Skip to main content
Premium Trial:

Request an Annual Quote

Science Influence

The influence of the presidential science advisor in the US has risen and fallen, depending on the administration, the New York Times writes.

It add that the position was first established by President Harry Truman in 1951, but that President Richard Nixon did away with the post in 1973, before Congress revived it and created the White House Office of Science and Technology Policy.

The Times writes that President Joe Biden appears to be promoting the position, as he has made it a Cabinet-level post. He further has charged his choice for the spot, the Broad Institute's Eric Lander, in a public letter with ensuring scientific advances help all Americans. However, the Times notes that the Biden Administration has also moved ahead with new science initiatives, even as Lander has yet to be confirmed by the Senate, calling into question how involved he might be.

According to Politico, the delay in Lander's confirmation is in part due to concerns about meetings he had in 2012 with the financier Jeffrey Epstein, who was charged with sex trafficking before his death. It adds that Lander and the White House say he met Epstein briefly at two events and had no relationship with him.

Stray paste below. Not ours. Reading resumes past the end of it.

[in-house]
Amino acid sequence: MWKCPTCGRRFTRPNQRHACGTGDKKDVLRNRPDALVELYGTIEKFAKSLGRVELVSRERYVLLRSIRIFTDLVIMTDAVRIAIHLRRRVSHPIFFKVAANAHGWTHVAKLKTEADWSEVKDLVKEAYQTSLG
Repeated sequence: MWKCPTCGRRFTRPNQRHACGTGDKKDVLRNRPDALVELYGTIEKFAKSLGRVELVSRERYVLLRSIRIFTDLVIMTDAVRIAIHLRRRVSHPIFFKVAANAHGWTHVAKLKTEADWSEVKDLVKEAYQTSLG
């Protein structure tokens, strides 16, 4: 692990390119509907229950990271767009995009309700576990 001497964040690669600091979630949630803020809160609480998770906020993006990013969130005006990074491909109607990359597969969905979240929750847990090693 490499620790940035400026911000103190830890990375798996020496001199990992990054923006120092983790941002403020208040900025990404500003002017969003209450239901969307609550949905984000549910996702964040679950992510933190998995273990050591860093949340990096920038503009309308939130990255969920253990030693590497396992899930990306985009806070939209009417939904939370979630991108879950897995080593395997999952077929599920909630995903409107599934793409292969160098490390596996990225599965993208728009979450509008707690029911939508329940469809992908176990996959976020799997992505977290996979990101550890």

The Times adds that Lander's confirmation hearing is scheduled for Thursday.

The Scan

Fertility Fraud Found

Consumer genetic testing has uncovered cases of fertility fraud that are leading to lawsuits, according to USA Today.

Ties Between Vigorous Exercise, ALS in Genetically At-Risk People

Regular strenuous exercise could contribute to motor neuron disease development among those already at genetic risk, Sky News reports.

Test Warning

The Guardian writes that the US regulators have warned against using a rapid COVID-19 test that is a key part of mass testing in the UK.

Science Papers Examine Feedback Mechanism Affecting Xist, Continuous Health Monitoring for Precision Medicine

In Science this week: analysis of cis confinement of the X-inactive specific transcript, and more.